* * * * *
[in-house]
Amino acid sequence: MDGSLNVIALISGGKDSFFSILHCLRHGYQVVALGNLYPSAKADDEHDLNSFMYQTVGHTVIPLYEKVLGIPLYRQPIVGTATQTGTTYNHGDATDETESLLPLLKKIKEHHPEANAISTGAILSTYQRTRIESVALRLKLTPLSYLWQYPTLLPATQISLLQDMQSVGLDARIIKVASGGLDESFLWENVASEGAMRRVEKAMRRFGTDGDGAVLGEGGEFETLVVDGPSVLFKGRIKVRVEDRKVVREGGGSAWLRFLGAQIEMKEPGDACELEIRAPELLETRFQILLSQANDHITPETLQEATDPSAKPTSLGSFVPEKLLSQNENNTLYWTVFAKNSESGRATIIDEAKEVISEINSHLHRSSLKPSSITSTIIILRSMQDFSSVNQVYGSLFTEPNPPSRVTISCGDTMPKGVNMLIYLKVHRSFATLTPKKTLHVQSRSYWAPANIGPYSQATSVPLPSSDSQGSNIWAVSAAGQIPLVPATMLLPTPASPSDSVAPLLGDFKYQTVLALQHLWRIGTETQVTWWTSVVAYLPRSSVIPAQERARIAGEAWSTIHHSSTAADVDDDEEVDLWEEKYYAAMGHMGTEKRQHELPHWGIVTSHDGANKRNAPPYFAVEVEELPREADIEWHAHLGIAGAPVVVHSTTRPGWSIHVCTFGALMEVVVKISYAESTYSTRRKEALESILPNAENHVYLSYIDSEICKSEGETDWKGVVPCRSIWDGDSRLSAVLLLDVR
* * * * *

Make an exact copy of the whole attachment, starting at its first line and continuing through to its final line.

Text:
[in-house]
Amino acid sequence: MDGSLNVIALISGGKDSFFSILHCLRHGYQVVALGNLYPSAKADDEHDLNSFMYQTVGHTVIPLYEKVLGIPLYRQPIVGTATQTGTTYNHGDATDETESLLPLLKKIKEHHPEANAISTGAILSTYQRTRIESVALRLKLTPLSYLWQYPTLLPATQISLLQDMQSVGLDARIIKVASGGLDESFLWENVASEGAMRRVEKAMRRFGTDGDGAVLGEGGEFETLVVDGPSVLFKGRIKVRVEDRKVVREGGGSAWLRFLGAQIEMKEPGDACELEIRAPELLETRFQILLSQANDHITPETLQEATDPSAKPTSLGSFVPEKLLSQNENNTLYWTVFAKNSESGRATIIDEAKEVISEINSHLHRSSLKPSSITSTIIILRSMQDFSSVNQVYGSLFTEPNPPSRVTISCGDTMPKGVNMLIYLKVHRSFATLTPKKTLHVQSRSYWAPANIGPYSQATSVPLPSSDSQGSNIWAVSAAGQIPLVPATMLLPTPASPSDSVAPLLGDFKYQTVLALQHLWRIGTETQVTWWTSVVAYLPRSSVIPAQERARIAGEAWSTIHHSSTAADVDDDEEVDLWEEKYYAAMGHMGTEKRQHELPHWGIVTSHDGANKRNAPPYFAVEVEELPREADIEWHAHLGIAGAPVVVHSTTRPGWSIHVCTFGALMEVVVKISYAESTYSTRRKEALESILPNAENHVYLSYIDSEICKSEGETDWKGVVPCRSIWDGDSRLSAVLLLDVR